What did I find out? I found out that I had to work much harder, first to plan, and then to shop for every meal. I found out that vegetarians must plan their diets carefully in order to maintain good health. It became more pronounced to me that "fresh" meat can last in the freezer for months, even years, but most "fresh" veggies spoil within a week. I found that fresh cucumbers can last about two, sometimes three weeks, and so will fresh tomatoes if you keep them in a "crisper" type bin, and the fruits and vegetables I found that last longer than a week (sometimes up to a month or even more in the fridge) included onions, oranges, potatoes, carrots, beets, cabbage, lemons, limes, apples, and celery.

When I was first trying out my "part-time vegetarian/vegan" lifestyle, even when I was eating meat, I still tried to "heavy up" on the veggies, fruit, and grains. It's true that vegetables are the source of essential minerals and vitamins that the human body needs, and that cereal grains are among the least expensive and most readily available sources of energy. When I was enjoying longer periods of eating vegetables and fruits, in addition to having to put more time and thought into shopping for my food supply, I also found out that it is possible for diets that include no animal products to lack the amount of protein needed to meet the needs of the human body.

Protein is essential to human growth, and to the repair of human body tissues. Most vegetables, even those that contain protein, are inadequate for supplying all of the protein needs of the human body. In fact, when vegetables are the only source of protein in a child's diet, it is likely they will develop a form of severe malnutrition known as kwashiorkor (kwash-e-OR-kor).

Kwashiorkor is a disease that is common among children throughout the developing world, including parts of Africa, as well as in Central and South America. Caused by a lack of protein in the diet, this disease causes bloated bellies and thin limbs, as well as overall stunted physical and mental development.

The term "kwashiorkor" comes from a word used in Ghana. It refers to what happens to a breast-fed baby/child once the mother gives birth to a new infant. When a new baby arrives, the older child is "deposed" from the breasts so that the new baby can be fed, and the protein source (the mother's breast milk) is no longer available to the older child. And, if there is no sufficient replacement of protein in the child's diet once the protein-rich mother's milk is no longer available, the child will be at risk of developing kwashiorkor.

And while a growing child will face more challenges as a result of a meat-free diet, it's not just growing children who face challenges. It might seem that getting needed amounts of protein would be the biggest challenge for vegetarians, but, for many adults a bigger challenge is how to curb "carb overloading."

Someone I know who has been a vegetarian for a long time told me he has to work hard at keeping his weight down. When I asked why, he told me that he has to watch his intake of refined carbohydrates, such as white flour (which includes bread and pasta), sugar, and rice. Once digested, these foods turn into sugar and can cause spikes in insulin, which can and often does lead to weight gain, inflammation, and digestive problems.

Most vegetarians try to get the proteins they need by eating the seeds of legumes such as beans, peas, and peanuts. These foods are rich in protein. In fact, all vegetables supply some amount of protein, some providing a larger protein percentage and other essential amino acids than others, for the daily requirements of us humans. Variety seems to be the key. Consuming, throughout the day, a mix of vegetables, legumes, grains, beans, seeds, and nuts, will give you all the essential amino acids your body requires for nutrients and for energy.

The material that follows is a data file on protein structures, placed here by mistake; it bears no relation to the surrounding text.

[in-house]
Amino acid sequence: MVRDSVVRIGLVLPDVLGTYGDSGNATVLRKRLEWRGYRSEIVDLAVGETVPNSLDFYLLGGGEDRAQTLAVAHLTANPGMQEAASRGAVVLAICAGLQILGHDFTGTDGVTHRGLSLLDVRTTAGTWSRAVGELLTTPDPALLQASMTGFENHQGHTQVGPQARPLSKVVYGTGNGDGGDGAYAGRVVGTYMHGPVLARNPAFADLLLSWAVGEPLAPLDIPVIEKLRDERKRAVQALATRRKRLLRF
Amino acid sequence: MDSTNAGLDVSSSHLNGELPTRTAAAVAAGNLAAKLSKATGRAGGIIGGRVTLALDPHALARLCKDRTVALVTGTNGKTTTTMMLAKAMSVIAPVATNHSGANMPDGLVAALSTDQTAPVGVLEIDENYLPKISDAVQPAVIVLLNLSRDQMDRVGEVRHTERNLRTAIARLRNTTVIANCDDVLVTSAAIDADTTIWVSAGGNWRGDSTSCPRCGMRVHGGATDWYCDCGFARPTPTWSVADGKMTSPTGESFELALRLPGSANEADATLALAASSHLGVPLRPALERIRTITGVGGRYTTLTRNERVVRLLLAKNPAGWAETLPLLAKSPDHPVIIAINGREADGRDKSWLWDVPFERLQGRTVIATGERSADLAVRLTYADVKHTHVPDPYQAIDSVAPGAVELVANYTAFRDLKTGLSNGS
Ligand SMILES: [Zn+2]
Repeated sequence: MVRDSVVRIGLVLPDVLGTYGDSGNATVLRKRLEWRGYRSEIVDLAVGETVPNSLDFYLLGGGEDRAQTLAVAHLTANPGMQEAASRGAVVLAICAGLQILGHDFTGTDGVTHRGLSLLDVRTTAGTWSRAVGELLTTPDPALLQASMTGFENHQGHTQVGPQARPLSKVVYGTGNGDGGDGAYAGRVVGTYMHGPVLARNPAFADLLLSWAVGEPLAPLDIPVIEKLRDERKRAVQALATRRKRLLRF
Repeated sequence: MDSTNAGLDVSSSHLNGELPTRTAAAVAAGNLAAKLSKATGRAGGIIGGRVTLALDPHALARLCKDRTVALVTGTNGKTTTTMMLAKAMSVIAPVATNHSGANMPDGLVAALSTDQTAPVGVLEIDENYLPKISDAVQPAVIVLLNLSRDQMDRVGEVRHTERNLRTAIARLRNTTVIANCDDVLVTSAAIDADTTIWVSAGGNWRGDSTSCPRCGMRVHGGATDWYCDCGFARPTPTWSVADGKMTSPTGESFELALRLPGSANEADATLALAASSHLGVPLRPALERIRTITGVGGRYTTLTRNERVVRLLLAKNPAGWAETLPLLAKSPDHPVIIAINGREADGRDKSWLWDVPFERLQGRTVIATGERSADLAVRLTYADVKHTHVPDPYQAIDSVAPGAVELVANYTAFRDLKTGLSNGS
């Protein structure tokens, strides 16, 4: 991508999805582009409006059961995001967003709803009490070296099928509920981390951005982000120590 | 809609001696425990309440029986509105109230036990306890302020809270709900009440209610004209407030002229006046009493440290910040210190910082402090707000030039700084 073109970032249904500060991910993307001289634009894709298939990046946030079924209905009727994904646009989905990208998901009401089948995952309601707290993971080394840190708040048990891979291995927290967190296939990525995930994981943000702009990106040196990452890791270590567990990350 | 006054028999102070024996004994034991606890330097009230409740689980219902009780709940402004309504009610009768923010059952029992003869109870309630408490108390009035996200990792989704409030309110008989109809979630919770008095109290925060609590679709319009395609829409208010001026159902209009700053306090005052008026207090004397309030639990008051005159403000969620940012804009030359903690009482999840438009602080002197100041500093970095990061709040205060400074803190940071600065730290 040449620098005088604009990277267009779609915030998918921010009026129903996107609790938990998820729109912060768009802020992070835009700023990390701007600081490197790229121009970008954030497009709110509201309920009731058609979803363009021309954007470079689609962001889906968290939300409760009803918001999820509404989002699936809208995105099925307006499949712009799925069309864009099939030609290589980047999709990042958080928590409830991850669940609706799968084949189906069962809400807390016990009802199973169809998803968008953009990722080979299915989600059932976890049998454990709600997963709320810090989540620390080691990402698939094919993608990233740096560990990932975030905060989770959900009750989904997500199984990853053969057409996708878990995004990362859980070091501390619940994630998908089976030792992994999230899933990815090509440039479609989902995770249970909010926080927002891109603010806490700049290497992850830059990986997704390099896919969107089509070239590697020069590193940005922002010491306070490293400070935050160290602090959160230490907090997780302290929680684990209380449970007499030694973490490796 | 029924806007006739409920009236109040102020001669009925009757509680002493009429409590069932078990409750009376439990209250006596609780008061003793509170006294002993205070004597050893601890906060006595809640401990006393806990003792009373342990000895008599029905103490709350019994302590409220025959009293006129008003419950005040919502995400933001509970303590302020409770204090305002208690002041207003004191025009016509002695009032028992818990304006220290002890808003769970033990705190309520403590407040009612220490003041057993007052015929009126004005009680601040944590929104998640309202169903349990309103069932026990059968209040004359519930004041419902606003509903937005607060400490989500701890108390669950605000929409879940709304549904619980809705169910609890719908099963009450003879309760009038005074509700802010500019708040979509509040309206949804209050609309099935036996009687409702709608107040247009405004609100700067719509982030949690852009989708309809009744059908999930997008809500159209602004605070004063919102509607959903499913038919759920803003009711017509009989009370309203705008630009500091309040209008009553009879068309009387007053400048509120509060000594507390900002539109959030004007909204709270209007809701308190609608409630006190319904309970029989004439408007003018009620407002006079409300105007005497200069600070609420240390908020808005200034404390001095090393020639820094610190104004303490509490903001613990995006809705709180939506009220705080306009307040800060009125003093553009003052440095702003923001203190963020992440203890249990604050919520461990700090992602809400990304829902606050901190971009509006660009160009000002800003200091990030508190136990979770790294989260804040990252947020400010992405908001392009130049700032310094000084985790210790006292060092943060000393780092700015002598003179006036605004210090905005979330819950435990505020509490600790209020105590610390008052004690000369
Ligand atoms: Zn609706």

Vegetarian sub: Japanese eggplant, artichoke hearts, sun-dried tomatoes, roasted red peppers, mozzarella cheese, lettuce and goddess dressing on wheat

Vegetarian sub: Japanese eggplant, artichoke hearts, sun-dried tomatoes, roasted red peppers, mozzarella cheese, lettuce and goddess dressing on wheat

Being a Part-Time" Vegetarian Means Having My Cake...

I think that the solution to my dilemma, at least for the time being, is for me to keep mixing it up. I like trying to "have my cake and eat it too."

Living in both the meat-eaters and vegetarian worlds is fairly easy for me, because I'm single. I live alone and I only have to consider what I want to cook, and what I want to eat. And, I've decided that meat will be served in my home, but most days, for one meal only. There will be other days within the same seven-day period when I will have "veggie days," and won't prepare or eat meat at all. On those days, I will take care in making sure I get the required amounts of proteins and other nutrients, but I'll get them from vegetables and fruits. Some of the non-meat foods I eat that contain good amounts of protein include: red and green lentils, beans, potatoes (surprise, potatoes have protein!), peanuts and almonds, dark-green, leafy veggies (such as kale, collards, mustards, etc.), and eggs and milk (when I’m doing vegetarian, as opposed to vegan).

I haven’t tried it, but my niece (a long-time vegan) told me that quinoa, a grain, is packed with a high-protein content. It is a complete protein, and it has about eight grams of protein per cup.

Living in both the meat and vegetarian/vegan worlds, I believe, is helping me to make sure my body is getting all the nutrients it needs, and I'm cutting way down on calories by consuming less meat/animal fat. By consuming smaller quantities of meat, I can afford to buy better quality, and the bottom line is, I'm still enjoying food I love, and I'm not excluding anything from my diet that I really want to eat and enjoy.

Questions & Answers

Question: What are some of the dishes you eat for protein when not eating meat?

Answer: Red and green lentils, beans, potatoes (surprise, they have protein!), peanuts and almonds, dark-green, leafy veggies (kale, collards, mustards, etc., lots of protein), and eggs and milk (when I’m doing vegetarian, as opposed to vegan). I haven’t tried it, but I’m told Quinoa, a grain, is packed with high-protein content. It is a complete protein, and it has about 8g of protein per cup.

© 2013 Sallie B Middlebrook PhD